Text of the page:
Names have been changed to protect identities
I was contacted by John who was arrested for Resisting an Officer Without Violence. The story goes as follows: John was standing with a group of friends. Some of them were smoking a cannabis “blunt”. John was not smoking it, in fact he never even touched it. A police officer came up to the group, told the entire group not to move. The officer took the blunt away and started asking everyone questions about it, John refused to answer anything and started walking away. The officer told John he was not free to leave and arrested him for Obstructing Without Violence.
Let’s examine this case. What defenses are available for John? To detain a person for a misdemeanor a police officer must believe that a crime has occurred, is about to occur or is occurring in his presence. An officer who has a suspicion of criminal activity must possess more than a mere “hunch” of criminal activity. The officer must provide a particularized suspicion based on facts he/she has observed as it relates to a specific person or persons. The officer in this case would likely testify that based on his/her training and experience, he/she was able to identify the blunt as a cannabis blunt being passed back and forth and may even testify that based on his/her training and experience there was the odor of cannabis in the air. If the officer gives this testimony, at that point, we could conclude that the officer had a reasonable suspicion to approach the group to conduct an investigation. Possession of cannabis is a crime, and the officer has a duty to investigate such an offense if occurred in his/her presence. The argument becomes, if the officer saw the blunt being passed, and was able to identify it as illegal cannabis blunt, which person or persons did the officer see holding the blunt? Who could the officer legally detain?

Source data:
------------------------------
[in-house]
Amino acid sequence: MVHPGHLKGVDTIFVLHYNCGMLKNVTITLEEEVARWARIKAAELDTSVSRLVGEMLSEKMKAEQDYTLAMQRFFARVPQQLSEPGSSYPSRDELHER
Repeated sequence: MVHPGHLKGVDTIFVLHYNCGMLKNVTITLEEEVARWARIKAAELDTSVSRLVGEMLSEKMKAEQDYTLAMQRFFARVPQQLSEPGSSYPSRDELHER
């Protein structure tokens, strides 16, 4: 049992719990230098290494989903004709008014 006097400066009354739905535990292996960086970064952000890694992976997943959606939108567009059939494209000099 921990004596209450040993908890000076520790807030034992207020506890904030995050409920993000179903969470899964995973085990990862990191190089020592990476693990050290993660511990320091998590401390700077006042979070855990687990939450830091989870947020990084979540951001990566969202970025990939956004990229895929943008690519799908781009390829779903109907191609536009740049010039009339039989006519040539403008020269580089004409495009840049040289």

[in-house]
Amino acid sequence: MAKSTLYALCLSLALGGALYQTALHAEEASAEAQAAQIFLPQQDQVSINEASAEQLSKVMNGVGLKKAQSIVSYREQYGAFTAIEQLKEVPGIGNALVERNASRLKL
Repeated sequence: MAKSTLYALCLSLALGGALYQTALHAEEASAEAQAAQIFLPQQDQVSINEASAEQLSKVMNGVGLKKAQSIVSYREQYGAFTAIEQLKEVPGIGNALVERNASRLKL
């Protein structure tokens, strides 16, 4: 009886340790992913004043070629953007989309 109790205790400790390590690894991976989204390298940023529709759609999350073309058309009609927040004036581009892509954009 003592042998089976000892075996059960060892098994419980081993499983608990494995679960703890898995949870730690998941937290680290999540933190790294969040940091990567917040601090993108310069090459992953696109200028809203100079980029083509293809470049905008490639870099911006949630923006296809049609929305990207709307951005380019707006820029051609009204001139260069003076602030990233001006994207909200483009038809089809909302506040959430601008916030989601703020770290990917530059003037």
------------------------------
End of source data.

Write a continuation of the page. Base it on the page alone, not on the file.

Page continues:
To be convicted of the crime of Resisting an Officer Without Violence, the state has to prove that the (1) Police officer was in engaged in the lawful execution of a legal duty and (2) That the action of the defendant constituted obstruction or resistance of the lawful duty. We can conclude that the officer was engaged in the legal duty to investigate the possession of cannabis. What if the officer is not able to specifically identify John as a person who passed the blunt at any time? How can the officer order John to stay on scene? Was John legally free to leave?
I would argue that John was unlawfully detained. If the officer was never able to testify that John possessed the cannabis at any time, it is not possible to charge him with possession of cannabis. If John never possessed the cannabis, what specific particularized suspicion of criminal activity could the officer point to as it relates to John? If the officer cannot say that John broke any law, then John was never legally detained for purposes of the officers’ investigation. John should have been free to leave and go about his way without being unnecessarily and unlawfully detained by police officers. click here for a case cite with similar facts.
Always be respectful when approached by a police officer. John could have avoided an arrest altogether if he just stayed put identified himself and said nothing else. Remember, even fish would not get caught if they kept their mouth shut.
If you are facing any criminal charges in Florida or simply have questions regarding any issues in criminal law, please contact Grant Schwarz at 954-620-8320 and speak to an experienced criminal defense attorney today. Grant Schwarz is available 24 hours a day 7 days a week for a free consultation